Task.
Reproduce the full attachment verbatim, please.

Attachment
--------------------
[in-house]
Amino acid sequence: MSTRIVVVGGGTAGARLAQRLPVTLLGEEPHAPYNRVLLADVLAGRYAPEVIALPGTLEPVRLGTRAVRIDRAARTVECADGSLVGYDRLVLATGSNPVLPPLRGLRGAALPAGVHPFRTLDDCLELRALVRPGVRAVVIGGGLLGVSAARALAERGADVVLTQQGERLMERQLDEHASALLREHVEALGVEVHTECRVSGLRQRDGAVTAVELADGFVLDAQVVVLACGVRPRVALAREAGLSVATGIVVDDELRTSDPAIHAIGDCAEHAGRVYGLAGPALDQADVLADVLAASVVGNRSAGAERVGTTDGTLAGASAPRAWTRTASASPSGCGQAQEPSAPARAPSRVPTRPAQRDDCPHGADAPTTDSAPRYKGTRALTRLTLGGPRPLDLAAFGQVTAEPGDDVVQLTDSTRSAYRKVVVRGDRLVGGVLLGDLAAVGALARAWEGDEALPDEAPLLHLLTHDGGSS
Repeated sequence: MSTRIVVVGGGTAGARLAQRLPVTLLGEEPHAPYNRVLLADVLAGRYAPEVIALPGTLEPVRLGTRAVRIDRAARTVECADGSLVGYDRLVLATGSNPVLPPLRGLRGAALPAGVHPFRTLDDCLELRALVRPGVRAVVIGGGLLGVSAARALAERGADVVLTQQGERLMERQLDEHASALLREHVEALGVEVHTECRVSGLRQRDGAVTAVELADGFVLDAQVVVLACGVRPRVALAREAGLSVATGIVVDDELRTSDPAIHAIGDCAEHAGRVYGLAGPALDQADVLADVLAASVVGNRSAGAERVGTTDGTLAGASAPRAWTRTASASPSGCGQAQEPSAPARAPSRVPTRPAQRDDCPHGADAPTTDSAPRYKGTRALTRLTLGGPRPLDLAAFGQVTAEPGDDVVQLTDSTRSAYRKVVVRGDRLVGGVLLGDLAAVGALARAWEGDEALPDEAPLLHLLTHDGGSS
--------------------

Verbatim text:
[in-house]
Amino acid sequence: MSTRIVVVGGGTAGARLAQRLPVTLLGEEPHAPYNRVLLADVLAGRYAPEVIALPGTLEPVRLGTRAVRIDRAARTVECADGSLVGYDRLVLATGSNPVLPPLRGLRGAALPAGVHPFRTLDDCLELRALVRPGVRAVVIGGGLLGVSAARALAERGADVVLTQQGERLMERQLDEHASALLREHVEALGVEVHTECRVSGLRQRDGAVTAVELADGFVLDAQVVVLACGVRPRVALAREAGLSVATGIVVDDELRTSDPAIHAIGDCAEHAGRVYGLAGPALDQADVLADVLAASVVGNRSAGAERVGTTDGTLAGASAPRAWTRTASASPSGCGQAQEPSAPARAPSRVPTRPAQRDDCPHGADAPTTDSAPRYKGTRALTRLTLGGPRPLDLAAFGQVTAEPGDDVVQLTDSTRSAYRKVVVRGDRLVGGVLLGDLAAVGALARAWEGDEALPDEAPLLHLLTHDGGSS
Repeated sequence: MSTRIVVVGGGTAGARLAQRLPVTLLGEEPHAPYNRVLLADVLAGRYAPEVIALPGTLEPVRLGTRAVRIDRAARTVECADGSLVGYDRLVLATGSNPVLPPLRGLRGAALPAGVHPFRTLDDCLELRALVRPGVRAVVIGGGLLGVSAARALAERGADVVLTQQGERLMERQLDEHASALLREHVEALGVEVHTECRVSGLRQRDGAVTAVELADGFVLDAQVVVLACGVRPRVALAREAGLSVATGIVVDDELRTSDPAIHAIGDCAEHAGRVYGLAGPALDQADVLADVLAASVVGNRSAGAERVGTTDGTLAGASAPRAWTRTASASPSGCGQAQEPSAPARAPSRVPTRPAQRDDCPHGADAPTTDSAPRYKGTRALTRLTLGGPRPLDLAAFGQVTAEPGDDVVQLTDSTRSAYRKVVVRGDRLVGGVLLGDLAAVGALARAWEGDEALPDEAPLLHLLTHDGGSS